BMW M1: road car buying guide

Looks, performance, rarity, even its own racing series… is this the ultimate BMW M car? Robert Ladbrook considers the argument

BMW M1 side

Fewer than 500 road and race M1s were built, but its styling is still referenced by BMW today, most recently through the M Next concept

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The case of the BMW M1 is an interesting one. Technically it was a fleeting diversion from the norm, birthed out of the desire to beat Porsche at its own game, built in small numbers and only active for a few years. It’s flash-in-the-pan stuff. But what a few years they were. It was nowhere near the commercial success the M3 was/still is, and not as successful on track as the 3.0 CSL (the first M car), yet the M1 arguably left a bigger impression on the company as a whole than any other model.

The story began in the mid- 1970s when BMW Motorsport director Jochen Neerpasch spotted an opportunity. At the time, Porsche was cleaning up in sports car racing with its 935, both in the hands of the factory and with customer teams. It was stealing headlines, earning serious prize money and selling like hot cakes. BMW wanted a piece of that, so Neerpasch convinced the Munich board to stump up the budget to develop a new, mid-engined sports car capable of taking on the 935. But there was an issue – how to design, engineer and build the 400 road-going examples needed to homologate such as car for Group 5 racing.

BMW needed help, and found it at Lamborghini. A deal was struck for the Bologna firm to assemble the new car, named the Motorsport 1, before handing it back to BMW to finalise the drivetrain. Giampaolo Dallara designed the steel spaceframe chassis, while Giorgetto Giugiaro penned the fibreglass body. Meanwhile, BMW M set about creating a 3.5-litre six-cylinder engine capable of 273bhp.

All was going well, aside from Lamborghini’s accounts. With suppliers not being paid and staff on strike, of the 400 cars planned, Lamborghini managed to deliver six before BMW had to intervene and switch production elsewhere.

The M1 was shown to the public at the Paris Auto Show in 1978, where it received rave reviews, but still had almost no purpose. BMW couldn’t homologate it to race and couldn’t produce enough to sell. Fair to say the board was unimpressed on its return on investment.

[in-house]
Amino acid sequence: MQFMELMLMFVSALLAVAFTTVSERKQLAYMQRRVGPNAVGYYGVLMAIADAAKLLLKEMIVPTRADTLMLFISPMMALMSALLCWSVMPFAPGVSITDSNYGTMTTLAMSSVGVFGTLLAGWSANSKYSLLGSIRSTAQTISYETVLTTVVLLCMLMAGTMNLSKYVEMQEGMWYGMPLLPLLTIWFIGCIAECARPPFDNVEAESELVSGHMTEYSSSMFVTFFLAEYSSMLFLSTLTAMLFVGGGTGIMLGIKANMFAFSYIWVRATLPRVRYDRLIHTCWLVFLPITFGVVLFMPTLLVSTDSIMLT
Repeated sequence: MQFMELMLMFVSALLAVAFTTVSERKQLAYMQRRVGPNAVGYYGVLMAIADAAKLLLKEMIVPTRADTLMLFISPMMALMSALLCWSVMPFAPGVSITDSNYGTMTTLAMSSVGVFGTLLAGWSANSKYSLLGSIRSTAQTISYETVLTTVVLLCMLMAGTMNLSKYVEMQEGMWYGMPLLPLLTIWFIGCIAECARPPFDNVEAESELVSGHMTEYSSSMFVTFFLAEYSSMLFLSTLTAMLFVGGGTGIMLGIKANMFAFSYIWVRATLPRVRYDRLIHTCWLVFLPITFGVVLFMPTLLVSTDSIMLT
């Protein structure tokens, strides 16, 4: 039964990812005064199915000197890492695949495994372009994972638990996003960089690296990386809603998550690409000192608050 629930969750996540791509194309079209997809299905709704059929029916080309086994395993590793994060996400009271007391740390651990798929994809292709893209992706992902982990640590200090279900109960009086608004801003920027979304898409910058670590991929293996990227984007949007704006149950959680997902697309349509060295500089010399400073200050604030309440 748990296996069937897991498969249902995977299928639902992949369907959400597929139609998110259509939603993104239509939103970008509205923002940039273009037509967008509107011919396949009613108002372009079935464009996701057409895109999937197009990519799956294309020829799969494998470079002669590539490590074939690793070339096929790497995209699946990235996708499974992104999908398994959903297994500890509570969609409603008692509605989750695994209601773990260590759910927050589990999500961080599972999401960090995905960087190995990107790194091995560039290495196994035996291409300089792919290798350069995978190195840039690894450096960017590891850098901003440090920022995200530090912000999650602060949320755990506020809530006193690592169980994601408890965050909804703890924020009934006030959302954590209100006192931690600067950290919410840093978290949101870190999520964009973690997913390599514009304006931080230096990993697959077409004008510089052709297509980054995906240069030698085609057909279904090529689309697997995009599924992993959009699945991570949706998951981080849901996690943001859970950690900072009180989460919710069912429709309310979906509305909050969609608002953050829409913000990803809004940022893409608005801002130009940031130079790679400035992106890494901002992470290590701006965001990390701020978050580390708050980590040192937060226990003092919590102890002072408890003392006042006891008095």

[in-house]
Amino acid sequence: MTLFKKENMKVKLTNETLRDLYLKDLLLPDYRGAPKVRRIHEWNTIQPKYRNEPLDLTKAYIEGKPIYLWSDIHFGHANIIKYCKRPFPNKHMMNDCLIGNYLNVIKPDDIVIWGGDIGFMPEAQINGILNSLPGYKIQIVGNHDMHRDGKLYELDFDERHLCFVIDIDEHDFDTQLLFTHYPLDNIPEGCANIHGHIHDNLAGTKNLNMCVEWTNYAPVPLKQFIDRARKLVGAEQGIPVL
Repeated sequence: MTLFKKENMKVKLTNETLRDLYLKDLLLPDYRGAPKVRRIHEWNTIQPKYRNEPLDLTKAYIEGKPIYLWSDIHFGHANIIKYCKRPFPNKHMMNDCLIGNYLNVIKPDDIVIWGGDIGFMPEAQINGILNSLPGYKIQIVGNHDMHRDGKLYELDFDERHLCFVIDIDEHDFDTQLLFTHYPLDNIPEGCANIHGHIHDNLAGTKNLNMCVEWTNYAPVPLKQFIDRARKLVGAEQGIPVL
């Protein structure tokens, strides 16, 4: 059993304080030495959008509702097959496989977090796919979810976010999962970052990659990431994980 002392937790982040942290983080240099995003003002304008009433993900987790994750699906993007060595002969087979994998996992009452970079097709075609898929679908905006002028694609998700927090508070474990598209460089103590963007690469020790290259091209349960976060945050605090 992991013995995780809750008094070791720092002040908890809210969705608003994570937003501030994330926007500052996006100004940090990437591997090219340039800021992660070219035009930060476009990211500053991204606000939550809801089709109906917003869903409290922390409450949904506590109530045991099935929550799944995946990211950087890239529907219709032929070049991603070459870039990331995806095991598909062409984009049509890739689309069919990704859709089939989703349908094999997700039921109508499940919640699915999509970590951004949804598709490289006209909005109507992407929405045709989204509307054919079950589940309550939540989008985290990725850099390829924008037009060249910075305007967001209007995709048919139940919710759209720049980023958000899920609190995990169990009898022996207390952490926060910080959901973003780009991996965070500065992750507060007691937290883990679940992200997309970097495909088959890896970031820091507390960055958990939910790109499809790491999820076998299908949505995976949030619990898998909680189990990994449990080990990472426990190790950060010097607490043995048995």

Neerpash needed a plan, so got together with Max Mosley and Bernie Ecclestone, who were keen for F1 weekends to feature some extra content, and it just so happened that BMW had a handful of race-bred cars hanging around.

The M1 Procar series was launched in 1979 and ran for two seasons, featuring star drivers and teams all going hell-for-leather aboard identical M1s. Niki Lauda took the first title, and Nelson Piquet the second. That series alone transformed the M1 from zero to hero before it was scrapped after just two years. M1s were later modified for Le Mans (1981-86) and even Group B rallying before disappearing. A total of 453 were built from 1978-1981, with 399 roadgoing cars, 53 racing units and a prototype.

Some three decades later, the design of the M1 sparked the concept for BMW’s other midengined sports car, the petrol-electric i8, and as recently as 2019 another M Next concept also drew of the M1’s lines. A flash in the pan it may have been, but the M1’s legend lives on.

White BMW M1One for sale

1980 BMW M1

A stunning original example with just over 2300 miles on the clock
£647,000
jensen-classics.cc


BMW M1 statistics

Price new £37,500 (£220,000 today)
Price now £450,000-900,000
Engine 3.5-litre straight six twin-cam
Rivals Porsche 935, Ferrari 512 BB, Lancia Beta Montecarlo
Verdict It wasn’t the first M car, nor was it the most successful, but it was certainly the most influential.